The Effects of COVID-19
A year later, the COVID-19 virus continues to dictate our actions which has evidently affected our emotions and overall well-being.
Since the second wave, Canadians have experienced an increase of emotional responses including stress, loneliness, sadness and depression.
These heightened emotions of worry are coming from some of the following subgroups.¹
Suicidal thoughts and feelings have also seen a significant increase since the initial start of the pandemic.
Hope For The Future
Going forward, we continue to live under certain limitations that block us from physical, social interaction and personal enjoyment.
Connecting with one another through virtual means has given Canadians encouragement and hope for the future ahead.
In a recent survey conducted by CMHA Alberta, 57% of Albertans say staying connected with loved ones has helped their mental health and wellbeing during the pandemic.²
With isolation being the top mental health concern for Albertans, it is evident, and just as important, to reach out for your mental health, and the wellness and health of others in a way that is comfortable for everyone.
Karen Gallagher-Burt, Director of Philanthropy and Stewardship says connecting with others certainly looks different for everyone.
“Not all relationships can transfer to a virtual and/or remote platform and even when they do, they are challenging on multiple levels. Some of the ways that people have been connecting have been through outdoor activities such as walking with a friend or coffee visits on driveways and in parking lots. And these are great but for many of us, not enough.”
We all have to look for opportunities to have that human connection in situations we used to have on a regular basis, such as chatting with your neighbour over the fence or small talk at a coffee shop.
“With so much that is out of our control, we must focus on what we can control. You can choose your mindset, your behaviours, and critically, your boundaries. At the beginning of COVID-19, there were so many people that decided to do big things like renovate, learn a new language or how to bake bread. And that is great for a period of time. But now we are at a place when we need to slow that down and focus on rejuvenation and refocusing on our wellness.”
CMHA Calgary Support Services
CMHA Calgary currently offers programs and services Calgarians can utilize to enhance their own mental health and well-being during the pandemic.
Our Peer Support program connects you with a peer support worker with lived experience of a mental health or substance use concern, to help you in your recovery journey.
When you call CMHA Calgary, the first person you talk to will be someone who may have travelled a similar journey to your own who can assist and provide you with information on your options, opportunities and supports available.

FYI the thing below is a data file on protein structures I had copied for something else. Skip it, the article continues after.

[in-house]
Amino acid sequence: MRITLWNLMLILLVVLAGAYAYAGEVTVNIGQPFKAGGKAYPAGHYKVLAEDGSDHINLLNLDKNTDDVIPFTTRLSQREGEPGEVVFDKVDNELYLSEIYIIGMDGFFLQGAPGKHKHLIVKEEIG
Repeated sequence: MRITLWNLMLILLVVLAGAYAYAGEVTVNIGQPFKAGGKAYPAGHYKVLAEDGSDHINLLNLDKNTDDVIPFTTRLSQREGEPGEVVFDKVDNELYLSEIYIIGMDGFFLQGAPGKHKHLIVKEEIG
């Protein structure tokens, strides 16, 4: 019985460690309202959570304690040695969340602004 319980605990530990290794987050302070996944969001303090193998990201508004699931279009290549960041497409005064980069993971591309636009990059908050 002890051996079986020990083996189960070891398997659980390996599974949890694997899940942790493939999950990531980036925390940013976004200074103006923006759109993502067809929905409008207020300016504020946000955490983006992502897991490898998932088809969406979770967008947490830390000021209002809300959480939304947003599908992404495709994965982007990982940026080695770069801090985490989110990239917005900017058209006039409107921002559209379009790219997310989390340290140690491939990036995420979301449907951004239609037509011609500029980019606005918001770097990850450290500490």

They have had over 120 hours of training on relationships, recovery and peer support and a lifetime of experience.
Our Peer Support program services can be accessed over the phone at 403-297-1402 or through email at email@example.com.
CMHA Calgary does not provide crisis services. If you or someone you know is in crisis, please call the Distress Centre’s 24-hour Crisis Line at (403) 266-HELP or visit their website. If you or a person you know is at risk of harm, please call 9-1-1.
Our Recovery College classes are an educational-based approach to help people recognize and develop their own resourcefulness and awareness in order to become experts in their own self-care, make informed choices and do the things that they want to do in life.
Everyone is welcome to attend our free courses and drop-in classes. No previous experience is required.
To look at upcoming courses, please visit the Recovery College course calendar.
Energize Don’t Hide
Each year 1.6 million Canadians report unmet mental health care needs, and the demand for services has escalated due to the pandemic. Energize Don’t Hide is a way to take care of your physical and mental health, while raising vital funds for CMHA Calgary programs and services!
From May 3 – June 30, 2021, CMHA Calgary encourages participants to complete 3,300 minutes of activity! You can cycle, run, stretch, dance, meditate or anything you want. Be active on your own or build a team!
As an Energize Don’t Hide participate, you will be actively ensuring Calgarians will have access to mental health programs when they need it the most!
Gallagher-Burt says she uses her hands and her brain in different ways to nudge her back into healthier behaviours while taking time away from technology.
“A couple of my new coping strategies include learning to draw cartoons and writing letters to seniors in isolation all across Canada.”
Whether it’s a 30-minute physical activity, or a couple of moments of self-reflection, everyone needs to actively work and figure out what effective and healthy coping strategies work best for them.
Remember to be kind to yourself during this time and know that this is only a temporary situation.
Today we are encouraging you to reach out to a friend. Check in to see how they are really doing. If they need help, encourage them to call (403-297-1700) or email (firstname.lastname@example.org) CMHA Calgary.
We are here to help – from a safe distance.
¹Canadian Mental Health Association, Mental Health Impacts of COVID-19: Wave 2 (University of British Columbia: Maru/Matchbox, 2020), https://cmha.ca/wp-content/uploads/2020/12/CMHA-UBC-wave-2-Summary-of-Findings-FINAL-EN.pdf
²Canadian Mental Health Association Alberta Division, Mental Health Impact of COVID-19 in Alberta (Rural Mental Health Project: SurveyMonkey, 2020), https://alberta.cmha.ca/wp-content/uploads/2021/02/RMHP-Mental-Health-Impact-of-COVID-19-in-Alberta_8.5_11-1.pdf